1802 ENGLISH POETRY 1579-1830: SPENSER AND THE TRADITION

George Chapman

Charles Lamb to Samuel Taylor Coleridge, 23 October 1802; in Letters, ed. Thomas Noon Talfourd (1837) 1:236-37.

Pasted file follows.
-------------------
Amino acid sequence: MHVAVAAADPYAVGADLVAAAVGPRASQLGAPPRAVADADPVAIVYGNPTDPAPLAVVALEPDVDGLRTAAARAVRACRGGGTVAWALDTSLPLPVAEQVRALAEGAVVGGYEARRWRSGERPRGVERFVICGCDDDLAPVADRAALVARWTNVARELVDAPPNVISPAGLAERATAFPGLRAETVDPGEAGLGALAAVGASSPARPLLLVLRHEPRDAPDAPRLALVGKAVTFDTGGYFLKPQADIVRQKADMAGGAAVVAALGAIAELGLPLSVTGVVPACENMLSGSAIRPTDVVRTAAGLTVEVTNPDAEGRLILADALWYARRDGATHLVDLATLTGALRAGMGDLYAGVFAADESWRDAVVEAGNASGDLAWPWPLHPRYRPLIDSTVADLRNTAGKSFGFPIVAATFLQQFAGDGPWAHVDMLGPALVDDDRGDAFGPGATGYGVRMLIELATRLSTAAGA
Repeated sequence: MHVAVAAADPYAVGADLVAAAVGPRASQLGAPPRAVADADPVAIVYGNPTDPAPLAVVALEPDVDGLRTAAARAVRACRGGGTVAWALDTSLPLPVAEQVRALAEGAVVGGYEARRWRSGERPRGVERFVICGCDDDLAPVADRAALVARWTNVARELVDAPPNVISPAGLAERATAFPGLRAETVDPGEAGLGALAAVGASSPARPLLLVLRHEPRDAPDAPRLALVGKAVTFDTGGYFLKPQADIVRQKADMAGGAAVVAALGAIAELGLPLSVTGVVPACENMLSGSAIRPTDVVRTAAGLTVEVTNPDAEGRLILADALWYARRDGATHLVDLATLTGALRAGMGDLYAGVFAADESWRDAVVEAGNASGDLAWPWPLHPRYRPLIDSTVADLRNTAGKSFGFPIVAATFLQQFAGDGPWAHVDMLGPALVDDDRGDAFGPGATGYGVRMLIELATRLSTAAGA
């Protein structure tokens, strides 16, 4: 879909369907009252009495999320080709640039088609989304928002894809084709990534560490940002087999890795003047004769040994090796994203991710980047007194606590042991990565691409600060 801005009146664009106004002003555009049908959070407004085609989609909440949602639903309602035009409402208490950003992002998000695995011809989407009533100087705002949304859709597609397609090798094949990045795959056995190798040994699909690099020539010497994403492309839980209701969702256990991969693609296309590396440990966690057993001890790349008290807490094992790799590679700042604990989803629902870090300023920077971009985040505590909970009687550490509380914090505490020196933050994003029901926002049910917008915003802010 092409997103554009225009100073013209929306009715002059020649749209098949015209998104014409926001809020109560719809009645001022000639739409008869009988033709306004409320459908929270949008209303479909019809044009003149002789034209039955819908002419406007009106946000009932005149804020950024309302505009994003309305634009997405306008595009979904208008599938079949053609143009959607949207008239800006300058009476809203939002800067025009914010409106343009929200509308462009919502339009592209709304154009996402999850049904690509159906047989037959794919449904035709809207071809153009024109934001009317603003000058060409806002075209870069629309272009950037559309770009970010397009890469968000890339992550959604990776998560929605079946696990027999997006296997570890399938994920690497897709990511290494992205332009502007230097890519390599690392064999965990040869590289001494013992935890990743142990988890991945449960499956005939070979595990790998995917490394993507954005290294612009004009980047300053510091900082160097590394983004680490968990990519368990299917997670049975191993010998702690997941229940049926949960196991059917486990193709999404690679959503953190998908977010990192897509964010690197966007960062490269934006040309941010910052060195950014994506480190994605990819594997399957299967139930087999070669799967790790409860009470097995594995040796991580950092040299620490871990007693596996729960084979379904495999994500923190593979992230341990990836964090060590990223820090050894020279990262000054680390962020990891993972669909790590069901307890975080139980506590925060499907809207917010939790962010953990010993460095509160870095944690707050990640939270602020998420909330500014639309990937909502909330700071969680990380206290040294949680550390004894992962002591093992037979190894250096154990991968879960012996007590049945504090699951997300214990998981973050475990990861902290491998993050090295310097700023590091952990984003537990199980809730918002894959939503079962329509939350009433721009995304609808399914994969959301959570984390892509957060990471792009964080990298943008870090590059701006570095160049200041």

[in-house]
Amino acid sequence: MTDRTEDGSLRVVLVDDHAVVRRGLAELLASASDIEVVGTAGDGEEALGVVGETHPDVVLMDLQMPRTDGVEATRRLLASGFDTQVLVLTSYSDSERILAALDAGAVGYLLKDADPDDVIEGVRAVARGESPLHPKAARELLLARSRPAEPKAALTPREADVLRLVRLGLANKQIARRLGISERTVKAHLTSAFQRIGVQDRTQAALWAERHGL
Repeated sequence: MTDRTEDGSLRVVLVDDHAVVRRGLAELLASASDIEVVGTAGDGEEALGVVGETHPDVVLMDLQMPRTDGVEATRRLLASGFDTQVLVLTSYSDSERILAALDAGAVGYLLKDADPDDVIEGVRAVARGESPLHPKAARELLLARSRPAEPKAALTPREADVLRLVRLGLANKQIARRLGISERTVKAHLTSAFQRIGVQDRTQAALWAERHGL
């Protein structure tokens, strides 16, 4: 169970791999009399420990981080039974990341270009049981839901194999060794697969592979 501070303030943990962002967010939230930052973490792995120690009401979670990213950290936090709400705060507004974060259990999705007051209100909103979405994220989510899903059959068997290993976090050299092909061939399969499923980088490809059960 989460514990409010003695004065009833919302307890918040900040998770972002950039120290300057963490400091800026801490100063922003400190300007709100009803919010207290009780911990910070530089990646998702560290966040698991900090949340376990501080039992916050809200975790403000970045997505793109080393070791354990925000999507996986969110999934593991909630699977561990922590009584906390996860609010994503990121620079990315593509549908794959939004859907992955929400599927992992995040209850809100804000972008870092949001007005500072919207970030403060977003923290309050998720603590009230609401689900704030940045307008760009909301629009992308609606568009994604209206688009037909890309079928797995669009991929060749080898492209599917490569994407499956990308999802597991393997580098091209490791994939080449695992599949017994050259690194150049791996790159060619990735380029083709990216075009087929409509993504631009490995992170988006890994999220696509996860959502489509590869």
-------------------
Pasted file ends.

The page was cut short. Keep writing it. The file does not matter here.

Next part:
I have just finished Chapman's Homer. Did you ever read it? — it has the most continuous power of interesting you all along, like a rapid, original, of any; and in the uncommon excellence of the more finished parts goes beyond Fairfax or any of 'em. The metre is fourteen syllables, and capable of all sweetness and grandeur. Cowper's ponderous blank verse detains you every step with some heavy Miltonism; Chapman gallops off with you his own free pace.